On Wednesday 18th September, the Royal Television Society took over King’s Place for their annual conference covering the FAANG threat, content globalisation and shifting consumer trends, posing one key question, Is Bigger Better? As Patrons for the RTS, Lumina was in attendance for all the fascinating sessions, so here are some of our highlights.
The day kicked off with a discussion on the rising threat of the likes of Facebook, Apple and Google. These traditional internet and technology businesses are quickly investing billions into their own original content to boost their platforms. We’ve seen the recent release of Facebook Watch globally, while Apple has been making waves in the industry signing big names from the TV industry. Each appear to be forming their own unique content strategy, Netflix mostly based in LA to make decisions globally, Facebook taking on the YouTube model and Amazon commissioning locally across Europe.
One of the key issues raised in the conference was on regulations. Broadcasters operate to a strict code set both internally and externally by Ofcom to ensure distressing content doesn’t makes it to air. The internet regulation panel discussion, with Damian Collins MP (Chair of DCMS Select Committee), Rachel Coldicutt (CEO of Doteveryone) and Tess Alps (Chair of Thinkbox), raised concerns that the internet does not regulate to codes and conventions that linear broadcasting does. It was argued that over half of households in the UK have an internet-connected TV – VOD services are delivering their content through the same TV as traditional broadcasters, but don’t have to conform to the same rules and codes.
With so much content available to consumers nowadays, the linear broadcasters have identified an advantage – curating schedules rather than offering an overwhelming volume of content. While SVODs offer recommended shows, its based on data and consumers need to develop their recommendations. However, Channel 4’s Alex Mahon was clear in identifying that their programming must become fresher and risky to showcase new themes and reach audiences that other broadcasters and FAANGs cannot reach.
Furthermore, the Public-Service Broadcasters have maintained a clear prominence at the top of the TV schedules, but as Smart-TVs flood UK homes, content discovery is completely changing. Services are serving up content based on algorithms rather than schedules, algorithms built to offer content which the user will likely enjoy. For the PSBs, the crowded marketplace on the Smart-TV screen is forcing them to redefine their content strategy to retain viewers and continue to be the number one place for quality content.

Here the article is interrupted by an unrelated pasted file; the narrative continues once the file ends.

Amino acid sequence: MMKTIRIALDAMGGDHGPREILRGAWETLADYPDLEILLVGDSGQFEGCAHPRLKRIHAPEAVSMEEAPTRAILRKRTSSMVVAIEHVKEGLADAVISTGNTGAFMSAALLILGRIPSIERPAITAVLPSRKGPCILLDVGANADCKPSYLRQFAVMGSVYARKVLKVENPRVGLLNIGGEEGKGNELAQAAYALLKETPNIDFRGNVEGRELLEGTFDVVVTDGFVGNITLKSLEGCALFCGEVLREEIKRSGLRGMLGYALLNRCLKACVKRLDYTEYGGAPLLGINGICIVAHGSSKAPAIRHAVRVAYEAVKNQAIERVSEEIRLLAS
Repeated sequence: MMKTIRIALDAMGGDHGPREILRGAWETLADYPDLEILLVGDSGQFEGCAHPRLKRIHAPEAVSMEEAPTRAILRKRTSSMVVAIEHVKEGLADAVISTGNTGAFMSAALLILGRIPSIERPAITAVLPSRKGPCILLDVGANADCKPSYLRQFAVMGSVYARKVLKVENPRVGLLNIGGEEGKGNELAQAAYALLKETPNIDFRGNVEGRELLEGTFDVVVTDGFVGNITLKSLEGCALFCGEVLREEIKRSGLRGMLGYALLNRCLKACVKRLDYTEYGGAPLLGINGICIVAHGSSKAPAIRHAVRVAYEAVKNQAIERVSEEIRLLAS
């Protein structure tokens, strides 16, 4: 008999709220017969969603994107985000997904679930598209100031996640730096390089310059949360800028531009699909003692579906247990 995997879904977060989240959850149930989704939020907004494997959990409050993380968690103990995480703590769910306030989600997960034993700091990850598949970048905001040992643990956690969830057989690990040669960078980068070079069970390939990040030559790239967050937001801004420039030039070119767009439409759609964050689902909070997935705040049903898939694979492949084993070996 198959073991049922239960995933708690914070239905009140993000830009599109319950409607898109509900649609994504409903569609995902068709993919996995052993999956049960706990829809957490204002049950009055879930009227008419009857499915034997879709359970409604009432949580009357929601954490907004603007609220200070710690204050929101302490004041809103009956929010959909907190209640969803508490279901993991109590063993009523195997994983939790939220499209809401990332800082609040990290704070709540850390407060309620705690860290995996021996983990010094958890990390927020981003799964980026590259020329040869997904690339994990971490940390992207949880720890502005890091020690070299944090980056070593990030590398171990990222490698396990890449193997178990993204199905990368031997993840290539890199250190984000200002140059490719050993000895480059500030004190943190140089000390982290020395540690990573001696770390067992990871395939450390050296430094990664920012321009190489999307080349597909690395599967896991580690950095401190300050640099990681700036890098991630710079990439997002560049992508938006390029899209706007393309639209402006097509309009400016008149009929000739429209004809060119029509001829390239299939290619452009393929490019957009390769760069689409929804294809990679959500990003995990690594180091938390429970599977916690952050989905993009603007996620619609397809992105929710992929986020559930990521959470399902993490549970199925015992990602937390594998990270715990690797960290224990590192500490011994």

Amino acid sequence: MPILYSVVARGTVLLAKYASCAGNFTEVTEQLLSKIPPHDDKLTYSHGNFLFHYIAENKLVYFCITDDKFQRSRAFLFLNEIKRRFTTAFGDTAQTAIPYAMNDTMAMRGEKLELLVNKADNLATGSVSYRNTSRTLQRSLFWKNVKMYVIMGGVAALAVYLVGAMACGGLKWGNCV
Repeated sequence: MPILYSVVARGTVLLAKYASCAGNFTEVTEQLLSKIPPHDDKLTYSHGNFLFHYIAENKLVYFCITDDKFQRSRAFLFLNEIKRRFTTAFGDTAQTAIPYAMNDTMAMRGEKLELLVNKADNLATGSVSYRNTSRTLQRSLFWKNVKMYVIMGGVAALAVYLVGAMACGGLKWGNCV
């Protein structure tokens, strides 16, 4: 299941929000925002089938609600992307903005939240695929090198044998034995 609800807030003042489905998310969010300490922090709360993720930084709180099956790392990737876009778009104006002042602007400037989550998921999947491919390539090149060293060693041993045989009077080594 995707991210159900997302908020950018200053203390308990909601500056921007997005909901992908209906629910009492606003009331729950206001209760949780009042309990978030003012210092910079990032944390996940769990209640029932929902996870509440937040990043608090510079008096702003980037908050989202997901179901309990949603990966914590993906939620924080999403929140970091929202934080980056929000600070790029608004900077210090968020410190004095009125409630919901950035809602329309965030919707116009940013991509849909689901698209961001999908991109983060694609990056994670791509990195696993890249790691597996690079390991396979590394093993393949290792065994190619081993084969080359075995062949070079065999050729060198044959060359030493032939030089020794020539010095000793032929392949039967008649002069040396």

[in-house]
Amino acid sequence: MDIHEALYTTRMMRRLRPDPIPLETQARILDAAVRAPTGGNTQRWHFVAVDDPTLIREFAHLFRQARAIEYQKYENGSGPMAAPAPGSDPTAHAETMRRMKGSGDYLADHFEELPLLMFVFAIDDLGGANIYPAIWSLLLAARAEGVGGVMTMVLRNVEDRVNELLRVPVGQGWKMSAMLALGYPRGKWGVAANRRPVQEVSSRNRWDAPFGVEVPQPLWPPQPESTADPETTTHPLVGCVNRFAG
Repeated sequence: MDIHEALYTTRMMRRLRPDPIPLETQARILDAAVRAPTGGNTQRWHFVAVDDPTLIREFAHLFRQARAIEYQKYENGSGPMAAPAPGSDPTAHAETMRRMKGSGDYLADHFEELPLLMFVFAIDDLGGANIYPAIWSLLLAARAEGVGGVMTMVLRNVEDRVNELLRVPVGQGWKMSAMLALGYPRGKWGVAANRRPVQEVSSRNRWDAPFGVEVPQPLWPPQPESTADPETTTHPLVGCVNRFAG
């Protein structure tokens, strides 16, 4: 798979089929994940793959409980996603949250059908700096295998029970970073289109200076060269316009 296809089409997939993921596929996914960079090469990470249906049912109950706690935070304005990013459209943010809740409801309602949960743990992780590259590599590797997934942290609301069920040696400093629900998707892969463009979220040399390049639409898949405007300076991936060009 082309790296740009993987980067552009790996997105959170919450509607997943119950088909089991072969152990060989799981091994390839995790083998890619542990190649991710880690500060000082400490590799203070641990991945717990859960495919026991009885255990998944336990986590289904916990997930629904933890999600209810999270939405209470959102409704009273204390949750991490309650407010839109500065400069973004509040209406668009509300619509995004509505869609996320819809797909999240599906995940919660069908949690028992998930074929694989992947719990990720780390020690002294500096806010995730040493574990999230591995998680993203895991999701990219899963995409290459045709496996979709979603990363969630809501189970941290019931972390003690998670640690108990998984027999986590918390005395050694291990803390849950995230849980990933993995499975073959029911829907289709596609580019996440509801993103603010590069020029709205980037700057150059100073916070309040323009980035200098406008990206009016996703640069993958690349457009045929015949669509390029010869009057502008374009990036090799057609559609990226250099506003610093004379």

While on PSBs, the idea of a UK Netflix was raised several times and this seems to gathering pace amongst the broadcasters. With the likes of ITV and Channel 4 refocusing their efforts on their respective VOD platforms, a cross-broadcaster revival of the Kangaroo project from 2008 could take place in the near-future. A decade ago, it was dismissed on competition grounds, handing too much control of the VOD market to the PSBs, but in an age of Netflix, Amazon and countless other VOD services, Kangaroo has sprung back into the mainstream. Many European broadcasters have combined their OTT efforts to launch a similar services – France, Germany and Spain included.
The consolidation within the media industry was high on the agenda, with so many mergers and acquisitions dominating the news. Disney-Fox, Comcast-Sky, BBC-UKTV, and Endemol Shine – just some of the mergers or sales in process and the environment is now changing faster than before. While Warner and Scripps have been absorbed recently, the Fox-Comcast-Disney triangle is likely to drag after Comcast’s recent victory in the Sky auction. We will continue to keep an eye on the volatile situation.
This year’s RTS conference was thought-provoking and entertaining as ever. Covering both the successes and the threats to the industry in the near future, the media industry is looking quite competitive. Our thanks goes out to the RTS for putting on a great conference.